3. Sugar Industries-

Sugar industries are also one of the oldestand important industries of India.

Places-

Devaria, Gorakhpur, Barabanki, Basti, Sitapur, Mozaffarnagar, Ghaziabad, Kanpur, Faizabad, Jaunpur
Pradesh); Saran, Champaran, Darbhanga, Motihari, Sub Majhaulia, Madhaura, Panchrukhi, Sasamusa,
Gopalganj Pune, Nasik, Manmad, Sholapur, Kolhapur, Ahmadn2 (Maharashtra); Mursnidabad, Howrah,
Nadia, 24 Pargana Bengal); Coimbator. Madurai, Tiruchirapalli (Tamil Nadu)Phagwara, Amritsar (Punjab);
Rohtak, Panipat (Haryana); Bijapur, Shimoga (Karnataka); Hospet, Kode, Hyderabad (A.P.); Sarangpur,
Palanda (Madhya Pradesh); Surat (Gujarat).

4. Jute Industries-

First Jute industries in India was set up in Risra near Kolkata in 1859 AD. In the following places Jute mills
are concentrated.

Places-Risra, Kolkata, Sialdah, Shri Rampur, Shivpur (W. Bengal); Guntoor, Vishakhapatnam (Andhra
Pradesh); Katihar, Darbhanga, Purnea (Bihar); Kanpur, Gorakhput (U.P.); Cuttuck (Orissa).

5. Paper Industries-

The first modern paper industries was set up near Lucknow in 1879 AD. And in similar manner the first
newsprint industries was set up in Nepanagar in Madhya Pradesh in the year 1955.

Places-

Titagarh, Triveni, Kolkata (W. Bengal); Kagaznagar, Tirypati (Andhra Pradesh); Merrut, Saharanput,
Mozaffarnagar (Uttar Pradesh); Dalmianagar, Brauni, Katihar (Bihar); Bhopal, Hoshangabad, Balaghat
(Madhya Pradesh); Salem (Tamil Nadu); Mumbai, Pune (Maharashtra); Bhadravati, Dadeli (Karnataka);
Punnaloor, Kozikode (Kerala); Surat, Baroda (Gujarat); Sangroor (Punjab); Faridabad, Sonipat (Haryana);
Kota (Rajasthan).

6. Cement Industries-

The first cement factory in India was set up in Chennai in 1904 AD. To increase the production of cement
in the country Associated Cement Company was set up in 1934. Following are the places where the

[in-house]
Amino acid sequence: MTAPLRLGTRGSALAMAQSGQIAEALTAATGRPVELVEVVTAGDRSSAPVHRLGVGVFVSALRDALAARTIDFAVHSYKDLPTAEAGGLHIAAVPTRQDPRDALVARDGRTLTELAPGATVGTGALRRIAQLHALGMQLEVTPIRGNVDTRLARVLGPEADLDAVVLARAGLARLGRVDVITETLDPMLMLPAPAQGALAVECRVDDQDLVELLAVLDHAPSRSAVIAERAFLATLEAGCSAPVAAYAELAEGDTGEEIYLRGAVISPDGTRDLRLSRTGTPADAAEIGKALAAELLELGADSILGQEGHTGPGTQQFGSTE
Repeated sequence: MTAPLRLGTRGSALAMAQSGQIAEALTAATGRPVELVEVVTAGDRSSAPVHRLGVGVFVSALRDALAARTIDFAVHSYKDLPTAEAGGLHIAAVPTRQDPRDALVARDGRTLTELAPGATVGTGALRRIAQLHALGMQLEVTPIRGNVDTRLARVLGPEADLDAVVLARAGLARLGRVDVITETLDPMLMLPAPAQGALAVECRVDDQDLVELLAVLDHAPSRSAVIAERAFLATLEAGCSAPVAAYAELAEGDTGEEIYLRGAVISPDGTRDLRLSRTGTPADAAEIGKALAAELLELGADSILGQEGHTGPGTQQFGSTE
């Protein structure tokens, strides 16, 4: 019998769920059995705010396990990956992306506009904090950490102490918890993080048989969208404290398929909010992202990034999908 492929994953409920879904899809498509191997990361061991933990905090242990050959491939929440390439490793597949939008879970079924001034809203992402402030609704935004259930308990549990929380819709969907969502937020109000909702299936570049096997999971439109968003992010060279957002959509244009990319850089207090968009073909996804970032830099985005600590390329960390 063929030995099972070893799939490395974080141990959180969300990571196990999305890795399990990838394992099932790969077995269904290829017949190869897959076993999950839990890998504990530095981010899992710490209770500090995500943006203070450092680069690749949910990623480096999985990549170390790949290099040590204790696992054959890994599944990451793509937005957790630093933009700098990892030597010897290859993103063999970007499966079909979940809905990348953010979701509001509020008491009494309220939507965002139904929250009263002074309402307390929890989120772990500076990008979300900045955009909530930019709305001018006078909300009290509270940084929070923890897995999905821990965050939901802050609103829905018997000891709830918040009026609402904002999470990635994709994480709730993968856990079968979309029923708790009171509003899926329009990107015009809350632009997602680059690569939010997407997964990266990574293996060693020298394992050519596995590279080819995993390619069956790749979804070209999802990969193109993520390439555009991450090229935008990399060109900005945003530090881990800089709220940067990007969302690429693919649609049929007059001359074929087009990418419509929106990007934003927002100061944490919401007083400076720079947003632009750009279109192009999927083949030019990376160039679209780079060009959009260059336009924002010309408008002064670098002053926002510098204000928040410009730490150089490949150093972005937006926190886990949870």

cement factories are situated :

Places-

Sindri, Khilari, Banjari, Japla, Kalyanpur, Jhinkapani (Jharkhand); Dalmianagar (Bihar); Jabalpur, Katni
(Madhya Pradesh); Durg, Raipur (Chhattisgarh); Churk, Kanpur, Dala (U.P.); Hirakund (Orissa);
Porbandar, Ahmadabad (Gujarat); Likheri, Sawai, (Rajasthan); Bangalore, Bijapur (Karnataka); Guntur,
Mangalagiri (Tamil Nadu); Kottayam (Kerala) and Surajgarh (Haryana).

7. Aluminium Industries-

The first Aluminium factory of India was set up in J. K. Nagar (W. Bengal) in 1937 AD. Following are the
places where Aluminium factories are located.

Places-

Mouri (Jharkhand), Korba (Chhatttisgarh), Always (Kerala), Renukoot (U.P.), Hirakund (Orissa).

8. Chemical Fertilizer Industries-

The first Super Phosphate chemical industries was set up in Ranipet (Tamil Madu) in the year 1906.
Following are the places where the chemical fertilizer industries are located.

Places-

Sindri (Jharkhand); Barauni (Bihar); Gorakhpur, Varanasi (U.P.); Ramagundam, Vishakhapatnum (A.P);
Rourkela, Talchar (Orissa); Khetri, Kota, Slkar (Rajasthan); Mumbai, Ambarnath (Maharashtra); Namrup,
Chandarpur (Assam Burnpur, Haldla, Risra (W. Bengal); Mangalore, Munlrab (Kamataka); Neyvell,
Ranlpet (Tamil Nadu); Kandla, Ha2j! Bhavanagar, Barodra (Gujarat); Alwaye (Kerala); Nangal (Purijju

9. Engineering Industries-

Heavy machines and spares for the industries are manufactured in these industries. Following are the
places where the engineering industries are located :

Places-

Hatia (Jharkhand); Durgapur, Kolkata (W. Benga Hyderabad, Vishakhapatnam (Andhra Pradesh); Naini
(Uttar Pradesh); Bangalore (Kamataka); Ajmer (Rajasthan); Ambernatr Pimpri (Maharashtra); Plnjore,
Batala (Punjab).

10. Railway Industries-

(i) Railway Engines-Chitranjan (West Bengal); Varana; (U.P.):

(ii) Railway Coaches-